Lomborg misses the turn

26th November 2015

A recent study by Bjorn Lomborg found that the combined Intended Nationally Determined Contributions (INDCs) Governments have submitted to the UNFCCC are only sufficient to reduce warming by 0.017 to 0.02°C by 2100.

The study massively underestimates the impact of INDCs on global emissions, and therefore warming, because it assumes emissions begin rising rapidly post-2030.

To estimate the impact of the Paris Agreement, an emission scenario including the INDCs must be compared with an emission scenario excluding the INDCs. INDCs are only defined until 2025/2030, so to estimate the temperature impact one needs to make assumptions on emissions after 2030. These emissions have a significant impact on temperatures in 2100.

The approach taken in the study by Bjorn Lomborg is incorrect because:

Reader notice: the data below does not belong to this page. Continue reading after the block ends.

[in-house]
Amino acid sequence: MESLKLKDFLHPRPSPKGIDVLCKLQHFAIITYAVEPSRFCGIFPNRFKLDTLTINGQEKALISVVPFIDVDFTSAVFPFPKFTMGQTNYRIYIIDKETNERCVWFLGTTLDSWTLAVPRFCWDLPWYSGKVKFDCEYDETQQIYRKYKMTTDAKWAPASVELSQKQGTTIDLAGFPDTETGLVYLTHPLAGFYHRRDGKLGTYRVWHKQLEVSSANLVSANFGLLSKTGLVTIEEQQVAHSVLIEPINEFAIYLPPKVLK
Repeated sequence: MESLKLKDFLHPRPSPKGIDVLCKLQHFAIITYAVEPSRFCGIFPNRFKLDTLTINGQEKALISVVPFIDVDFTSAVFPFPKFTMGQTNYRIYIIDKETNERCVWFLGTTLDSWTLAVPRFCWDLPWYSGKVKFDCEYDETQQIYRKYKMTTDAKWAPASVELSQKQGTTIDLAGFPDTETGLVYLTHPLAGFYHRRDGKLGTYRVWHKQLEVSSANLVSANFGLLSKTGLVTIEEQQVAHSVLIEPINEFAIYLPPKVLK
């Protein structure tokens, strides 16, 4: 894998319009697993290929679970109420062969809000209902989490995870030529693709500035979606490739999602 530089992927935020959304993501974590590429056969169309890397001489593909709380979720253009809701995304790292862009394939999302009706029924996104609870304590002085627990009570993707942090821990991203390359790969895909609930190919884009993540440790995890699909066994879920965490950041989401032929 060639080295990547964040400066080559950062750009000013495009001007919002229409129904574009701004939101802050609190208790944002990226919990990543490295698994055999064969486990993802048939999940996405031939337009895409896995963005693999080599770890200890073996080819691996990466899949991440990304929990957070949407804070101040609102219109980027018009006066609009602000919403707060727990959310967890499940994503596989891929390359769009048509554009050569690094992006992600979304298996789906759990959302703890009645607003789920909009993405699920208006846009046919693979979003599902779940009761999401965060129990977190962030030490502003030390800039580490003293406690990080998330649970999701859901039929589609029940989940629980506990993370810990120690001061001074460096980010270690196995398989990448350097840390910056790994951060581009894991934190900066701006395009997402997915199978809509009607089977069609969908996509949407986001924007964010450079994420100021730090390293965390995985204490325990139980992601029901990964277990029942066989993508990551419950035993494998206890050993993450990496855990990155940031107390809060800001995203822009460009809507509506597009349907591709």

To put the analysis of Lomborg in an analogy: Say, we want to travel from Beijing to Paris and want to arrive in three weeks, in time for the COP. We have planned the route until Moscow and agree to plan the last part of the route further down the road. According to Lomborg, we will not arrive in Paris, because he assumes we do not only stop travelling in Moscow, but he also assumes we return and travel back east.

What CAT is doing is looking at whether we can be in time in Moscow (GHG emissions in 2030) to allow a timely arrival in Paris (keeping global temperature rise below 2°C by 2100).

The above issues are just some of the problems with the approach and method taken, but are the most fundamental.

Some of our colleagues from around the world have also taken a look at the study and come to similar conclusions: